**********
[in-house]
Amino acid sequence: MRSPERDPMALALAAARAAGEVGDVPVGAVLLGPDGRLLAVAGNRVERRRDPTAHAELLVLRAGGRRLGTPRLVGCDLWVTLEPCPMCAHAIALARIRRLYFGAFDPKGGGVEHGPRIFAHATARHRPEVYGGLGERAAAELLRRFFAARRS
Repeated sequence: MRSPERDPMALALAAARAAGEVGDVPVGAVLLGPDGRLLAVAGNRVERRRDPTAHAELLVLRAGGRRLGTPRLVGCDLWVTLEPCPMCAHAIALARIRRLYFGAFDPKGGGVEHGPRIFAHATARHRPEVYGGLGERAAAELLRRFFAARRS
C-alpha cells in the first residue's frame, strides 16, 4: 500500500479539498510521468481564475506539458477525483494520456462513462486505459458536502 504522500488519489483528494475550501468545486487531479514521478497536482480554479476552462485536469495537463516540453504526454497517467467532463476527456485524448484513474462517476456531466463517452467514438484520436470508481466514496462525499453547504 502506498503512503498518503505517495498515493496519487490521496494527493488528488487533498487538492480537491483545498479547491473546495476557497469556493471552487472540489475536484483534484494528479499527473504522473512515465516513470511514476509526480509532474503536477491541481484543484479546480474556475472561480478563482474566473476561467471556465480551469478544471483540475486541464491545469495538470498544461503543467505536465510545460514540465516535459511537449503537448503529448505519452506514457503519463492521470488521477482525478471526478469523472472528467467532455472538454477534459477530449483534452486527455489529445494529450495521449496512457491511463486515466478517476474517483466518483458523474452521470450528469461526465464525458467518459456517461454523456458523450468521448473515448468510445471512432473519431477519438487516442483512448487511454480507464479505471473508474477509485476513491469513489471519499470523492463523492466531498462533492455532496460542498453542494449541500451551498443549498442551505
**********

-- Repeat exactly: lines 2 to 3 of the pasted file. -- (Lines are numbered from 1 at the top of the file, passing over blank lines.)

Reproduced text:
Amino acid sequence: MRSPERDPMALALAAARAAGEVGDVPVGAVLLGPDGRLLAVAGNRVERRRDPTAHAELLVLRAGGRRLGTPRLVGCDLWVTLEPCPMCAHAIALARIRRLYFGAFDPKGGGVEHGPRIFAHATARHRPEVYGGLGERAAAELLRRFFAARRS
Repeated sequence: MRSPERDPMALALAAARAAGEVGDVPVGAVLLGPDGRLLAVAGNRVERRRDPTAHAELLVLRAGGRRLGTPRLVGCDLWVTLEPCPMCAHAIALARIRRLYFGAFDPKGGGVEHGPRIFAHATARHRPEVYGGLGERAAAELLRRFFAARRS